Prof. David Clifton
CHI Lab Faculty
David A. Clifton is Professor of Clinical Machine Learning in the Department of Engineering Science of the University of Oxford, and OCC Fellow in AI & Machine Learning at Reuben College, Oxford. He is a Fellow of the Alan Turing Institute, Research Fellow of the Royal Academy of Engineering, Visiting Chair in AI for Healthcare at the University of Manchester, and a Fellow of Fudan University, China.
He studied Information Engineering at Oxford's Department of Engineering Science, supervised by Prof. Lionel Tarassenko CBE, Chair of Electrical Engineering. His research focuses on the development of machine learning for tracking the health of complex systems. His previous research resulted in patented systems for jet-engine health monitoring, used with the engines of the Airbus A380, the Boeing 787 "Dreamliner", and the Eurofighter Typhoon. Since 2008, he has focused mostly on the development of AI-based methods for healthcare. Patents arising from this collaborative research have been commercialised via university spin-out companies OBS Medical, Oxehealth, and Sensyne Health, in addition to collaboration with multinational industrial bodies.
Prof. Clifton teaches the undergraduate mathematics syllabus and biomedical syllabus in Engineering Science. He holds a Grand Challenge award from the UK Engineering and Physical Sciences Research Council, which is an EPSRC Fellowship that provides long-term strategic support for "future leaders in healthcare". His research has been awarded over 35 academic prizes; in 2018, he was joint winner of the inaugural "Vice-Chancellor's Innovation Prize", which identifies the best interdisciplinary research across the entirety of the University of Oxford.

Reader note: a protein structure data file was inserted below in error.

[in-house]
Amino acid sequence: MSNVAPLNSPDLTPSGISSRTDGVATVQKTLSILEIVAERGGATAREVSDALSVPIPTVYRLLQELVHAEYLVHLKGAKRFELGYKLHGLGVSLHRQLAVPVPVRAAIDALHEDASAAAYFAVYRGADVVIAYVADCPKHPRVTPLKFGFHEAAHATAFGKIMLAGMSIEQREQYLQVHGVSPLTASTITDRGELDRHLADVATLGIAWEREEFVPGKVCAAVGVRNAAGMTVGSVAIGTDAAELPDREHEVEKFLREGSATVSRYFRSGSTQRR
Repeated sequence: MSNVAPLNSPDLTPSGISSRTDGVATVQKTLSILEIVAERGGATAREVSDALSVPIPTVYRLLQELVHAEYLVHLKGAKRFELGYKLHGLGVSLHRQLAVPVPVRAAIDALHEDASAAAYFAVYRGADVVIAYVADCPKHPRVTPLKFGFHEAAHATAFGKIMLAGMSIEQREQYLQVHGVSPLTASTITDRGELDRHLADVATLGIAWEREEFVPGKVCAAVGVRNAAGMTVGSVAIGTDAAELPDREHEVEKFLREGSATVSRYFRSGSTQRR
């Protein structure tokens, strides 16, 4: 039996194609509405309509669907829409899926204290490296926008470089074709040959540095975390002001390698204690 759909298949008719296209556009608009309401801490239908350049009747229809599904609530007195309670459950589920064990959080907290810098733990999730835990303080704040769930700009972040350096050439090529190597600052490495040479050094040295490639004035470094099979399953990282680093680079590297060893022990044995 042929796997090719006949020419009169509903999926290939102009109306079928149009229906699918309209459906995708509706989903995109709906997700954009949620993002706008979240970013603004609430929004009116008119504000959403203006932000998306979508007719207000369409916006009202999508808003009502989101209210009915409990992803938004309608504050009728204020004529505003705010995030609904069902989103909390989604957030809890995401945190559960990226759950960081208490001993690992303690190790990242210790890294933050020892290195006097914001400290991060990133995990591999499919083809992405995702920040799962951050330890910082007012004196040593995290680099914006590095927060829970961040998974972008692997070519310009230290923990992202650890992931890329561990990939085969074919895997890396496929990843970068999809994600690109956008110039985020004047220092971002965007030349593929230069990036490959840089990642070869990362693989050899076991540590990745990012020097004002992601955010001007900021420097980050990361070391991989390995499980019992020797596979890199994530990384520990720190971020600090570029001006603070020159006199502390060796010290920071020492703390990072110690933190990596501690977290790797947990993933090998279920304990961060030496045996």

Dr. Tingting Zhu
CHI Lab Faculty
Tingting Zhu is a Royal Academy of Engineering Research Fellow (equivalent to Assistant Professor) and Member of Faculty in the Department of Engineering Science. She is a Fellow of St. Hilda's College, Oxford and a Lecturer at Mansfield College, Oxford.
She graduated with the DPhil degree in information and biomedical engineering within the Institute of Biomedical Engineering at Oxford University, following degrees in Biomedical Engineering and Electrical Engineering. Her research interests lie in machine learning for healthcare applications and she has developed probabilistic techniques for reasoning about time-series medical data. Her work involves the development of machine learning for understanding complex patient data, with an emphasis on Bayesian inference, deep learning, and applications involving low-income countries.